So that about sums it up. The weather man is saying there is a possibility of showers Saturday morning, but no matter. I am going unless there is really severe weather. I'll be meeting any riders that show up at the river crossing in the center of Backbone Park on the main through road at 6am sharp to get the ride started Saturday morning. If you come as well, it should prove to be a good time.

Monday, July 21, 2014

News Season Part 3: Tires V1

NOTE: Large doses of "my opinion" will be handed out in gloppy dollops today. You've been forewarned.....

There were some questions I got recently about tires and today's post covers some of that. Keep in mind that we will be seeing a lot of tire intros now through the Fall. Here's V1 on Tires.....

Bontrager Hodag fat bike tire
Bontrager Hodag Fat Bike Tire:

This is the tire due to come on many Trek Farley fat bikes. It will be a 60TPI tire with a tubeless ready bead and a 3.8" width with folding Aramid beads. This tire is made to work tubeless with the Jackalope rims which are 80mm wide from Bontrager. No word on when or if these will be sold separately, but all indications are that this will be the case. 

Retail price is set at $149.99 for the tire.

Comments: In a day and age when many fat bike enthusiasts are fed up with high tire prices and in combination with many brands offering similar fare at $50.00 less or more per tire, the Hodad will be a tough sell separately. While it boasts a tubeless set up with the Jackalope rim, I see this as only an advantage to those buying a Farley or upgrading one. Besides, isn't just about everyone looking for 4-4.5" tires now?

The Maxxis Chronicle 29+ as shown on Greg Matyas' new Corvus
Maxxis Chronicle 29+

More 29+ tires will be getting out there really soon and one of those will be the Maxxis Chronicle.  Maxxis makes some decent treads so I suspect that this one will be well liked. Another benefit of the Maxxis mtb tires are that they generally convert to tubeless well and don't seem to show any ill effects from sealant.

Commentary: One side note- Maxxis is a big OEM supplier, so you have to wonder what brand may have laid the foundation for this tire's production, as it is doubtful that Maxxis just decided to produce it of their own accord. Whatever the case may be there, it bodes well for 29+ that someone with the "horsepower" of Maxxis is getting behind it, even if only for a bit.

Mammoth indeed! A Maxxis fatty.
Maxxis Mammoth: 

I've posted this here before, but it maybe needs to be mentioned again that Maxxis is also doing a fat bike tire dubbed the Mammoth in a 26 X 4.0" size. The tread looks like a modification of a Crossmark 29"er tread with a bit of the old Endomorph's webbed barring in there as well.

Commentary: Once again, the existence of a Maxxis fat bike tire begs the question- Where will this show up and on which brand's fat bike? I just find it really difficult to believe that this wasn't made for an OEM customer, but again, I could be all wrong. The thing is, it is the right size and tread pattern for a stock, higher end fat bike from somebody. Then again, Maxxis has been known to put tire models out there fishing for OEM business, so the tire very well may have come first.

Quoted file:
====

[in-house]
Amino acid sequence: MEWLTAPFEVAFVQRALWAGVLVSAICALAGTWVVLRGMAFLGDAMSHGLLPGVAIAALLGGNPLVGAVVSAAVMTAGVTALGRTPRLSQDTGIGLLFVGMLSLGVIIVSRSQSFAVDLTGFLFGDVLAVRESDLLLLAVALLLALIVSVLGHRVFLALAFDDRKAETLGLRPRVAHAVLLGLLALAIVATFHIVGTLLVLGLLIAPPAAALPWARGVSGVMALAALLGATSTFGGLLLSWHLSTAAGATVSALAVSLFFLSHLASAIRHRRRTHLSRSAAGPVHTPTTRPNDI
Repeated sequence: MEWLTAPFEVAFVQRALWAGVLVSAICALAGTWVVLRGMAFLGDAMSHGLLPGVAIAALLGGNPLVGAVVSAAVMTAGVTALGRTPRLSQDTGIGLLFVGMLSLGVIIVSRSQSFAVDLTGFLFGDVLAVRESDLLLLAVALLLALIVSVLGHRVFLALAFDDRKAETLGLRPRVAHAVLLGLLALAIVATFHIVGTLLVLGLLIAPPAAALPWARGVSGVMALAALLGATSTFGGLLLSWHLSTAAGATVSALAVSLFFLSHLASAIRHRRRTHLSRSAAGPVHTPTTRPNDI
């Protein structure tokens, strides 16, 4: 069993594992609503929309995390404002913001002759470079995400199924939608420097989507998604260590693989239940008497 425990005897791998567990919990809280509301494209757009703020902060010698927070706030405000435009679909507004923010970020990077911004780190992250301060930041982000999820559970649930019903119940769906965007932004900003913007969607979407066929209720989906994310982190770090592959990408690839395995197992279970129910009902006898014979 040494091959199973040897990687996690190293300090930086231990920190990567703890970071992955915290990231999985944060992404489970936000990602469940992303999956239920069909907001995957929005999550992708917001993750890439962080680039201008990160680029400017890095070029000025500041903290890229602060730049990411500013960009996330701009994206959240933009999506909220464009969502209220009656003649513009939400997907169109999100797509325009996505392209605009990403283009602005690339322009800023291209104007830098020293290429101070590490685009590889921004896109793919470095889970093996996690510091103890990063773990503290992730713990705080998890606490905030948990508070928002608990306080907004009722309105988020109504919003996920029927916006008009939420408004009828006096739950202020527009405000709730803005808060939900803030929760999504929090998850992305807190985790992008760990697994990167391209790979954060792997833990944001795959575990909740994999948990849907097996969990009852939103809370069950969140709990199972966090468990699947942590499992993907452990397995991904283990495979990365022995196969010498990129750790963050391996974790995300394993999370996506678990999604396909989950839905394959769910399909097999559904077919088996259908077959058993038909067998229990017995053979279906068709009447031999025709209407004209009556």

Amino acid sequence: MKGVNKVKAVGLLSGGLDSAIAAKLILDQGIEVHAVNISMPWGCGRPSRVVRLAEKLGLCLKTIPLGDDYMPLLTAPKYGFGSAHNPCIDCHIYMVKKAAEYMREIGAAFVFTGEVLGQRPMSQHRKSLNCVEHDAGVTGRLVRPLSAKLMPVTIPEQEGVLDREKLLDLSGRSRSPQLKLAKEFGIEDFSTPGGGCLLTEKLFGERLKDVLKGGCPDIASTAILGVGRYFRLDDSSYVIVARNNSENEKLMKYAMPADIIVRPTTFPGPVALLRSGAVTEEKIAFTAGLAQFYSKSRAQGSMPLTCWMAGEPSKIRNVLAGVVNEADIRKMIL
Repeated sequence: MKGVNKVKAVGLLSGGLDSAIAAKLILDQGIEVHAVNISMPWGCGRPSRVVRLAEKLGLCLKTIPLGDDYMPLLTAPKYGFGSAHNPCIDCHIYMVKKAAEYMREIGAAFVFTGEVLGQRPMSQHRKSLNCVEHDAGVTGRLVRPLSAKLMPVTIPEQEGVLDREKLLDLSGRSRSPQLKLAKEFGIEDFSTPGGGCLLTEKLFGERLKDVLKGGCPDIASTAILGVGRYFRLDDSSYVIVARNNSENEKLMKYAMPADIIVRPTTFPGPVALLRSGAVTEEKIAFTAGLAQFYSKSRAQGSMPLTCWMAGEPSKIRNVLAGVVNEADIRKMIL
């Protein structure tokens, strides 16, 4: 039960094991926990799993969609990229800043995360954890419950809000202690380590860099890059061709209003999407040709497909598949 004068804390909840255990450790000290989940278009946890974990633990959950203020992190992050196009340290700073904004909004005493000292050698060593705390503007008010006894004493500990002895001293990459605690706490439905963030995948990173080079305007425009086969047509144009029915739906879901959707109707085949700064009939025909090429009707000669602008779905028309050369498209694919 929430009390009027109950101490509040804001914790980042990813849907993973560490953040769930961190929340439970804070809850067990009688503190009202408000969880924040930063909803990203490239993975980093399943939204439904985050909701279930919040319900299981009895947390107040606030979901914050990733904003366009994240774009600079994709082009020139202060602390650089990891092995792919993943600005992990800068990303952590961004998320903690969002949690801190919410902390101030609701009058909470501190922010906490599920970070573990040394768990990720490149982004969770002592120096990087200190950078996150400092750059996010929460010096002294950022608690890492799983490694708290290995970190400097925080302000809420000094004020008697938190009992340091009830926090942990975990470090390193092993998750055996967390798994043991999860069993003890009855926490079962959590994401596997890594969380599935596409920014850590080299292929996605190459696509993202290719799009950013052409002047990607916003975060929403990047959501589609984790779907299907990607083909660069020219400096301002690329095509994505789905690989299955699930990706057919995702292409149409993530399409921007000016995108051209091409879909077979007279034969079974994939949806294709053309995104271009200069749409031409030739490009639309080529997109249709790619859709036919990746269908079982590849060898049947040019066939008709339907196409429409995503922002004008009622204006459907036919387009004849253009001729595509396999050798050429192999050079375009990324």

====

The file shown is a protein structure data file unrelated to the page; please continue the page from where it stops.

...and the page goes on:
Vee Tire "Trax Fatty" 29 X 3.0
Vee Tire Trax Fatty 29+ & B+

This tire is a pretty well known entry by now, or at least it should be, but Vee Tire now has it on their site with details.

Available as a 29 X 3.0 in 72 TPI wire or folding bead at 1025 grams and 980 grams each at $100.00 , $110.00 respectively. There will also be a 120TPI version said to clock in at 920 grams with an Aramid folding bead for $120.00. The B+ version will mimic the bead selection, prices, and TPI selections with weights as follows starting from wire bead/72TPI: 895,820, and 800 grams. The width on this one is said to be at 3.25", so wider than the upcoming WTB model in B+.

Commentary: Vee Tire is pretty aggressive with tire introductions and the B+ and 29+ entries are really no surprise. I think the B+ model is too wide to be practical for swapping into current 29"er frames and with a current dearth of wide, 27.5"/ISO584 rims, it seems to be either a dead end tire, (for now), or it signals another OEM bike we don't know about yet. To be sure, wider 27.5 rims are coming, but they aren't quite here yet. (That said, by the time you read this a certain bike company may have made their announcement of a B+ sized rig, and that may change the landscape somewhat.) The Vee 29+ tire is another example of downward pressure in terms of price on a market that Surly has had to itself until now. It'll be interesting to see how that plays out in the future.